The combination propulsion system according to the invention comprises a gas generator arranged at the rocket engine section and driven by excess fuel. Valving mechanisms such as aperture shutters or rotary shutters are so arranged that the gas generator is selectively connectable through a flow mechanical connection either to a rocket combustion chamber or to a turbine group of the turbo air jet engine section. The turbine group and the compressor group each comprises several counter rotating or counter working turbine wheels without any intermediate guide wheels. Each turbine wheel forms with one compressor wheel of the turbo air jet engine section a free wheeling rotor. The turbine blades may be arranged radially inwardly or radially outwardly of the compressor blades or vanes. The exit channel of the turbine group to the combustion chamber of the turbo air jet engine section is constructed as a mechanism for mixing the turbine propulsion gases with the inflowing atmospheric air.
In the just described system according to the invention the gas generator driven by excess fuel produces the propulsion gases for the turbine group of the turbo air jet engine section during turbo operation of the so-called air turbo rocket. During rocket operation the gas generator functions as a preliminary combustion chamber of the rocket engine section. For this purpose the gas generator is equipped with two selectively operable closure or valve mechanisms.
The turbine group and the compressor group of the air turbo rocket each comprises the same number of counter operating turbine and compressor wheels without any intermediate guide wheels. One turbine wheel and one compressor wheel form a free wheeling integral rotor, whereby the turbine blades may be arranged radially inwardly or radially outwardly of the compressor wheels. This type of construction according to the invention obviates the drive shafts and bearings so that the overall weight is reduced to a minimum while simultaneously reducing the required space and the structural efforts and expenses. Due to the counter operating or counter rotating construction without any guide blades of the rotors, it is now possible to permit the compressor to operate in a so-called windmilling fashion, that is in a free wheeling manner during ram jet operation, thereby minimizing flow losses without the need for adjusting compressor blades. This construction which does not require adjustable blades in the compressor, has substantial advantages with regard to weight, strength, reliability, and structural efforts and expenses which, among other advantages, result in reduced costs.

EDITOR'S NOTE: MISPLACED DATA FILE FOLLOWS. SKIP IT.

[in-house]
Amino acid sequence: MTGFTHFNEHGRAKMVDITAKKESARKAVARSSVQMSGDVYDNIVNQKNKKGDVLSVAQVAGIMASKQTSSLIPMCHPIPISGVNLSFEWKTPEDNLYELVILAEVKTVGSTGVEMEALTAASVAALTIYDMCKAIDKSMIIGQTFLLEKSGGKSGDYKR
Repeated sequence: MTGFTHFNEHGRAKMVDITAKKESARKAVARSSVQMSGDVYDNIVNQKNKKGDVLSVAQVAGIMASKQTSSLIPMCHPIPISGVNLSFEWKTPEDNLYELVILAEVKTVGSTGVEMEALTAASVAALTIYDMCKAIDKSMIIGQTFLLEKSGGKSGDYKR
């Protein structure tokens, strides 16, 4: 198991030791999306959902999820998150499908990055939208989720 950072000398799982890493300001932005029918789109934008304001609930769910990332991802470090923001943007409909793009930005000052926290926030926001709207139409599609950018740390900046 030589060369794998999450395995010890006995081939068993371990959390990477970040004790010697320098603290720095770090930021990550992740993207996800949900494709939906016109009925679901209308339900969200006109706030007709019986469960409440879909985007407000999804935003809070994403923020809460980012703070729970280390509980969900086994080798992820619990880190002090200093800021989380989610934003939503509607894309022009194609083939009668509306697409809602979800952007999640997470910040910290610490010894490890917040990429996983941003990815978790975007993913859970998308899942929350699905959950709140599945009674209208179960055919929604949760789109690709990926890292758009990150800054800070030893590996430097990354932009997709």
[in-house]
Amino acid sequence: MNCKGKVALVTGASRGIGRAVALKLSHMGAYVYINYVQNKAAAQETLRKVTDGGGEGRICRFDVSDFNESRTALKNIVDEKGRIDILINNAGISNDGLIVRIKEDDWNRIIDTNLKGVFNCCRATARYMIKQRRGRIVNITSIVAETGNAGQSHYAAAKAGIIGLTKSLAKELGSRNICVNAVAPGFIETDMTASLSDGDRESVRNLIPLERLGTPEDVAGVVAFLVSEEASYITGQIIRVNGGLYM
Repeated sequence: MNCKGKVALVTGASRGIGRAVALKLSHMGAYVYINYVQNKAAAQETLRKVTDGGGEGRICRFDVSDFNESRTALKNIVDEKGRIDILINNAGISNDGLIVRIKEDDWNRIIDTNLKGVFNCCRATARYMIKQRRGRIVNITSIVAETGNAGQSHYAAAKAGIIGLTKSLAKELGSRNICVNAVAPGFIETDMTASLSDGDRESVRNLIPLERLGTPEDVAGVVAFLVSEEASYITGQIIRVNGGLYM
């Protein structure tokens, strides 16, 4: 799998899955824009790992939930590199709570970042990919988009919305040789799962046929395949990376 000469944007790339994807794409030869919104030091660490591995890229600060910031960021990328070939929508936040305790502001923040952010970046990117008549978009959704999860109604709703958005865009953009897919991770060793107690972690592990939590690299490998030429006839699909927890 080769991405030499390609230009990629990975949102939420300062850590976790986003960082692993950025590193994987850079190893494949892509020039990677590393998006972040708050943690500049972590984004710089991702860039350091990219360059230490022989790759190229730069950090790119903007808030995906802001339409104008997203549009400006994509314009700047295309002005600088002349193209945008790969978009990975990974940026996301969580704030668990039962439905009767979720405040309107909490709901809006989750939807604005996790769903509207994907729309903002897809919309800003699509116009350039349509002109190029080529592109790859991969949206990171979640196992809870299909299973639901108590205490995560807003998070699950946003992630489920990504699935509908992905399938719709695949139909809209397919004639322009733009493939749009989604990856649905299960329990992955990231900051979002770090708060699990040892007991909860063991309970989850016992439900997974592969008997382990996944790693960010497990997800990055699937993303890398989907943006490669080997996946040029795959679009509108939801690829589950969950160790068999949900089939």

The exit channel of the turbine group which leads to the combustion chamber of the turbo air jet engine section is constructed as a mixing device which mixes the fuel rich turbine propulsion gases with atmospheric air. After ignition of the gas-air mixture, this exit channel also functions as the flame holder.
In order that the invention may be clearly understood, it will now be described, by way of example, with reference to the accompanying drawings, wherein:
FIG. 1 shows schematically an engine or combined propulsion system according to the invention when it works as a turbo engine;
FIG. 2 shows the engine of FIG. 1 when it works as a rocket engine;
FIG. 3 illustrates a modified embodiment of the combined propulsion system or engine according to the invention operating as a turbo engine;
FIG. 4 shows the engine of FIG. 3 operating as a rocket engine;
FIG. 5 is a view similar to that of FIG. 4 illustrating the engine components participating in a ram jet operation;
FIGS. 6 and 7 show a valving mechanism for switching the present engine from a turbo operation to a rocket operation or vice versa, whereby FIG. 6 shows the flow-through or open state, while FIG. 7 shows the closed or shut-off state;
FIG. 8 is a view into the engine in a direction opposite to a turbo gas flow in FIGS. 1 and 2 to show the configuration of a first gas distributor embodiment; and
FIG. 9 is a view similar to that of FIG. 8, but showing the configuration of a second gas distributor as used in FIGS. 3, 4, and 5.